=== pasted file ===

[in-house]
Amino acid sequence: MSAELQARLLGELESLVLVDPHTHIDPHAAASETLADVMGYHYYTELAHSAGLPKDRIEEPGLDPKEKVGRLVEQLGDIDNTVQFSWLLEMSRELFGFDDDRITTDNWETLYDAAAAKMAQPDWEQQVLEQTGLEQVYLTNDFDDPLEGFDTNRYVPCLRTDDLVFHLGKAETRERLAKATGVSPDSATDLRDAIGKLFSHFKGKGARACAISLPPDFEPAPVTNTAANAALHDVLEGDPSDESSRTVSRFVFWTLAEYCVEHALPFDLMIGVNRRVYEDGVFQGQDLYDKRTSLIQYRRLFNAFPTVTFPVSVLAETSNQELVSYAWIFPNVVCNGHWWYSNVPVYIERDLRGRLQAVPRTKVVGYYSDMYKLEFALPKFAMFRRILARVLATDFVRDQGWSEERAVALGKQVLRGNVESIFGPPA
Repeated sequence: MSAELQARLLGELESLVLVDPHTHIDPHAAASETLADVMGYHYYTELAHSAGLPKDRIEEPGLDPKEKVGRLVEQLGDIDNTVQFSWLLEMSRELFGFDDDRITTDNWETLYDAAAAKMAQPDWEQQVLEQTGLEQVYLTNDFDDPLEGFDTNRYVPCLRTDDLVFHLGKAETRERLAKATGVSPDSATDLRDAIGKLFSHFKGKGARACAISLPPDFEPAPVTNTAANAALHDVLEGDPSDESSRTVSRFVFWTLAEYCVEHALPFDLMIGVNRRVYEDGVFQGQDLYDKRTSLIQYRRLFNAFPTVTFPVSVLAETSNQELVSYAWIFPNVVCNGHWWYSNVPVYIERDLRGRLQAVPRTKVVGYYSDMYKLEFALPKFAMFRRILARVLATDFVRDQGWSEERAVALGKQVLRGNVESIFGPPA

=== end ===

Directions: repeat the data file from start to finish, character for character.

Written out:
[in-house]
Amino acid sequence: MSAELQARLLGELESLVLVDPHTHIDPHAAASETLADVMGYHYYTELAHSAGLPKDRIEEPGLDPKEKVGRLVEQLGDIDNTVQFSWLLEMSRELFGFDDDRITTDNWETLYDAAAAKMAQPDWEQQVLEQTGLEQVYLTNDFDDPLEGFDTNRYVPCLRTDDLVFHLGKAETRERLAKATGVSPDSATDLRDAIGKLFSHFKGKGARACAISLPPDFEPAPVTNTAANAALHDVLEGDPSDESSRTVSRFVFWTLAEYCVEHALPFDLMIGVNRRVYEDGVFQGQDLYDKRTSLIQYRRLFNAFPTVTFPVSVLAETSNQELVSYAWIFPNVVCNGHWWYSNVPVYIERDLRGRLQAVPRTKVVGYYSDMYKLEFALPKFAMFRRILARVLATDFVRDQGWSEERAVALGKQVLRGNVESIFGPPA
Repeated sequence: MSAELQARLLGELESLVLVDPHTHIDPHAAASETLADVMGYHYYTELAHSAGLPKDRIEEPGLDPKEKVGRLVEQLGDIDNTVQFSWLLEMSRELFGFDDDRITTDNWETLYDAAAAKMAQPDWEQQVLEQTGLEQVYLTNDFDDPLEGFDTNRYVPCLRTDDLVFHLGKAETRERLAKATGVSPDSATDLRDAIGKLFSHFKGKGARACAISLPPDFEPAPVTNTAANAALHDVLEGDPSDESSRTVSRFVFWTLAEYCVEHALPFDLMIGVNRRVYEDGVFQGQDLYDKRTSLIQYRRLFNAFPTVTFPVSVLAETSNQELVSYAWIFPNVVCNGHWWYSNVPVYIERDLRGRLQAVPRTKVVGYYSDMYKLEFALPKFAMFRRILARVLATDFVRDQGWSEERAVALGKQVLRGNVESIFGPPA